Wednesday, April 10, 2013

Field Trip! A Day at the Farm by Severine Cordier


Three kids don their mud boots and jackets and climb into the family car for a trip to the country. It seems a long, are-we-there-yet ride, but it is worth the wait, as they arrive to find the farm lady holding a brown rabbit for them to pet while a curious cat and brown hen greet the newcomers.

Near the farmhouse they stop by to feed the ducks and the animals that share the pond--a dragonfly, toad, tadpole, and fish--and see the hen and drake with their ducklings. A quick visit to the henhouse gives the kids a chance to scatter some grain for the hens, rooster, and chicks and gather a basket of eggs.

Next there's a stop at the garden with its many veggies and herbs to gather and garden tools to try out before they have a hands-on visit at the rabbit hutch, the orchard where they pick apples, and a stop for an al fresco lunch and a chance to build an impromptu playground with some handy hay bales. An after-lunch stop at the bee hives yields a sweet treat of honey, but the pigsty smells yucky, and the grumpy billy goat in the meadow gives them pause. Soon, though, a pony ride and a friendly donkey revive their smiles, and a stop at the sheep shed comes just before the most exciting part of the visit--a chance to take turns steering the tractor.  Soon it's time to head for home--but not before they load up with jars of honey and some fruits and veggies to take back as mementos.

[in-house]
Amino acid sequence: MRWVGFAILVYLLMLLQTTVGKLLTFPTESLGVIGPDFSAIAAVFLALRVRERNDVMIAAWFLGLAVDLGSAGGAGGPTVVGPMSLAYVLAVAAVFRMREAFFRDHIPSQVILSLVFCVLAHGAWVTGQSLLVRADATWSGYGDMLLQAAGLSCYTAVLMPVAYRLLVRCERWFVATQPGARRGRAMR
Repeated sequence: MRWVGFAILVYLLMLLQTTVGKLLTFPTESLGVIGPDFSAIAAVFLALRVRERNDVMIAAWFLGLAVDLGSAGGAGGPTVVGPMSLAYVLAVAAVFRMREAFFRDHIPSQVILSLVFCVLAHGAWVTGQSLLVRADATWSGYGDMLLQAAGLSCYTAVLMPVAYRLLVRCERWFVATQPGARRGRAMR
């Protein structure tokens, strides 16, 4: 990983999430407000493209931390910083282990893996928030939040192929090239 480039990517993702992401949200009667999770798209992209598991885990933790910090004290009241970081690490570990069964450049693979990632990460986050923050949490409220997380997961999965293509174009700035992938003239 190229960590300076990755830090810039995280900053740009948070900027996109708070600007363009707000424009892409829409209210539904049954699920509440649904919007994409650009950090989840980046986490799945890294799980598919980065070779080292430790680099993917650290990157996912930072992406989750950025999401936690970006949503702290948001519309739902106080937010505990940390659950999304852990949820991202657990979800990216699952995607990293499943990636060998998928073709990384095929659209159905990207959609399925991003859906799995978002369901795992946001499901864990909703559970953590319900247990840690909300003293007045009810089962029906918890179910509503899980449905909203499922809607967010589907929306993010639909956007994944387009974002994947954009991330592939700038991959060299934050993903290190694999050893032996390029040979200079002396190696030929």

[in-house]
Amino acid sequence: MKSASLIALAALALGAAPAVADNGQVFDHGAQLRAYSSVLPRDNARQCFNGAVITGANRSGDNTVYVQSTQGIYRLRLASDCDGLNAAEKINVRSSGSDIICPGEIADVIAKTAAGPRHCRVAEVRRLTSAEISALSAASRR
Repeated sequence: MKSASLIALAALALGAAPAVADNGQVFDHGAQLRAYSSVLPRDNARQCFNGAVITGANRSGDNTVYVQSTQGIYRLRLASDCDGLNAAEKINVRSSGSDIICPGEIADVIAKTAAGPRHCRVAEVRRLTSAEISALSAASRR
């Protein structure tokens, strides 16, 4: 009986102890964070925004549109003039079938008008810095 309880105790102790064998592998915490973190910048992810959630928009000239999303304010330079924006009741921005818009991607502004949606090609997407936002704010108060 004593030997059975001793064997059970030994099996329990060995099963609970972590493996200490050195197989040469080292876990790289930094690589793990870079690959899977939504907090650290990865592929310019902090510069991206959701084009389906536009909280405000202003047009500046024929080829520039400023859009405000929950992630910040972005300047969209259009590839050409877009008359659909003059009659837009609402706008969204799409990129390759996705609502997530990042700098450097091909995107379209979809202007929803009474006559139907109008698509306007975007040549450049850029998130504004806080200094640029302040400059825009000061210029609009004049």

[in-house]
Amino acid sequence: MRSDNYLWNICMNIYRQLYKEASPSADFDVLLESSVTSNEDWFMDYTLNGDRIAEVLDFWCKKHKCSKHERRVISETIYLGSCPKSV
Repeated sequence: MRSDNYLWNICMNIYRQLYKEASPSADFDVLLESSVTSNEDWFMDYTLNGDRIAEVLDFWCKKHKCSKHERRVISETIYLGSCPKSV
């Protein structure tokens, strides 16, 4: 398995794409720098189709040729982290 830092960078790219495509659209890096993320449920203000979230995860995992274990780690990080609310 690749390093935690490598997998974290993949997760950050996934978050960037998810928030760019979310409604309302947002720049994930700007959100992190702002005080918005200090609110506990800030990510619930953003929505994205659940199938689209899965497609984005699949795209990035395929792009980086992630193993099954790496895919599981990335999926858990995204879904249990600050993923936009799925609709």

Severine Cordier's latest in this cozy series, A Day at the Farm (Owlkids, 2013) offers the familiar trio of siblings on a family field trip to the farm. Artist Cynthia LaCroix's charming children's adventures are accompanied by full-bleed picture pages showing tools, produce, and products related to the farm, from water lilies in the pond to sunflowers and oats in the fields. Objects are labelled for the beginning reader, and plenty of visual cues make the brief text easy for emergent readers to sound out.

An easy-going introduction for families or preschoolers to those favorite field trips to the farm, this book joins Cordier's earlier day books, Picture My Day and Picture My World, (see full reviews here and here) all of which can serve as simple stories of daily doings or as beginning picture dictionaries for vocabulary building. Now, if only illustrator LaCroix had chosen to picture that cute farm cat and tres charmante chicken shadowing the kids through the pages as their home kitty did so well in the first book!

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